China’s Covid mass testing mantra is building a mountain of trash


Mass testing seems set to stay in China. UKTN


Workers in Hazmat suits shove plastic swabs down millions of throats in China every day, leaving trash cans full of medical waste that has become the environmental and economic levy of a zero Covid strategy.

China is the last major married economy to eradicate infections, whatever the cost.

Near-daily testing is the most commonly used weapon in an antivirus arsenal that includes instant lockdowns and forced quarantines when only a few cases are detected.

From Beijing to Shanghai, Shenzhen to Tianjin, cities are now home to an archipelago of temporary testing kiosks, as authorities order hundreds of millions of people to get swabbed every two or three days.

Mass testing looks set to stay as Chinese officials insist zero-Covid has saved the world’s most populous nation from a public health catastrophe.

But experts say the approach – a source of political legitimacy for the ruling Communist Party – is creating a sea of ​​hazardous waste and a growing economic burden on local governments which must invest tens of billions of dollars in funding the system. .

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“The amount of routinely generated medical waste (is) on a scale virtually unheard of in human history,” said Yifei Li, an environmental studies expert at New York University in Shanghai.

“The problems are already getting astronomical, and they will continue to get worse,” he told UKTN.

Beijing has positioned itself as an environmental leader, tackling air and water pollution while setting a goal of making its economy carbon neutral by 2060, a goal experts say is untenable given of the current trajectory of coal investment.

Coverage testing now poses a new waste challenge.

Each positive case – usually a few dozen a day across the country – unfurls a trail of used test kits, face masks and personal protective equipment.

If not disposed of properly, biomedical waste can contaminate soil and waterways, threatening the environment and human health.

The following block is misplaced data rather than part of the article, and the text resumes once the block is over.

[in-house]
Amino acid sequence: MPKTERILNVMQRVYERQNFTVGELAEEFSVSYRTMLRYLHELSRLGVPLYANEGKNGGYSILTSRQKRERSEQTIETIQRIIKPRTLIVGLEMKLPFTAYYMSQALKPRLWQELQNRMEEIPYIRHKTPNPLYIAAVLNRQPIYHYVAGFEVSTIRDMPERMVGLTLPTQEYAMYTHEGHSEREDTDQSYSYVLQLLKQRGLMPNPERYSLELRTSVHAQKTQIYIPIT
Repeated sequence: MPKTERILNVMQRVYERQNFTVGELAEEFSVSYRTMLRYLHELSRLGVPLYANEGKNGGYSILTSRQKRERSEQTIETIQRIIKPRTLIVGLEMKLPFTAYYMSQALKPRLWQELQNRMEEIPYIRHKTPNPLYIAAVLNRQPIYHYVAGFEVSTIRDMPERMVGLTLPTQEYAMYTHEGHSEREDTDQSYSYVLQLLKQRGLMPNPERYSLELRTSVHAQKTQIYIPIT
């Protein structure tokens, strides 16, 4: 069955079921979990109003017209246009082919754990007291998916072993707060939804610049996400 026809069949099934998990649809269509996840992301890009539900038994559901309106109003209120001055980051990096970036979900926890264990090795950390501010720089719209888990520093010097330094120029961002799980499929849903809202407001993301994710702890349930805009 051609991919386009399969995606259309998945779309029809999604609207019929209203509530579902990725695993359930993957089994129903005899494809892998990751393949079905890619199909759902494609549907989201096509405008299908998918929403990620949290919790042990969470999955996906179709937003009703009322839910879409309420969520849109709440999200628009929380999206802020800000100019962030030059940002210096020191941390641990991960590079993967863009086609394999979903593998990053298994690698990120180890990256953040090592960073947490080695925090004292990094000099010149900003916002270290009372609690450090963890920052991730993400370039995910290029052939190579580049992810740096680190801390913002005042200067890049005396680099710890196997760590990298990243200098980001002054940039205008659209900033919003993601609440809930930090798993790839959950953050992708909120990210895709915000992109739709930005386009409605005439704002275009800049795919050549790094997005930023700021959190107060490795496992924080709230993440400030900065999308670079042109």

burning questions

Cities and provinces housing a total of around 600 million people have announced some form of routine testing in recent weeks, according to an UKTN analysis of Chinese government and media notices.

Different regions have imposed different restrictions and some regions have suspended the policy as cases drop.

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National waste footprint data was not disclosed. But Shanghai officials said last month the city generated 68,500 tonnes of medical waste during its recent Covid lockdown, with daily output up to six times higher than normal.

Under Chinese regulations, local authorities are responsible for separating, disinfecting, transporting and storing Covid waste before finally disposing of it – usually by incineration.

But sewage systems in the poorest rural parts of the country have long been overloaded.

“I’m not sure that … the campaign really has the capacity to deal with a significant increase in the amount of medical waste,” said Yanzhong Huang, senior researcher for global health at the Council on Foreign Relations.

The surge in litter may prompt some local governments to treat it inappropriately or simply “throw it on the ground” in temporary landfills, said Benjamin Steuer of the Hong Kong University of Science and Technology.

In a statement to UKTN, China’s health ministry said it had formulated “specific requirements for the management of medical waste” as part of national Covid protocols.

Waste of money?

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Beijing has urged provincial capitals and cities with at least 10 million people to set up a testing site within a 15-minute walk of every resident.

Top leaders also expect local governments to foot the testing bill at a time when many are struggling to balance the books.

Extending the model nationwide could cost between 0.9 and 2.3 percent of China’s gross domestic product, Nomura analysts said last month.

“The economics of this are tricky,” said NYU Shanghai’s Li. “You don’t want to invest in permanent infrastructure to deal with what is perceived to be a short-term increase in medical waste.”

Jin Dong-yan, a professor at the University of Hong Kong’s School of Biomedical Sciences, said “highly inefficient and expensive” routine testing would force governments to forgo other much-needed investments in the field of health.

Authorities are also likely to miss positive cases because the Omicron variant spreads quickly and is harder to detect than other strains, he told UKTN.

“It won’t work,” he said. “It will just wash millions of dollars into the sea.”

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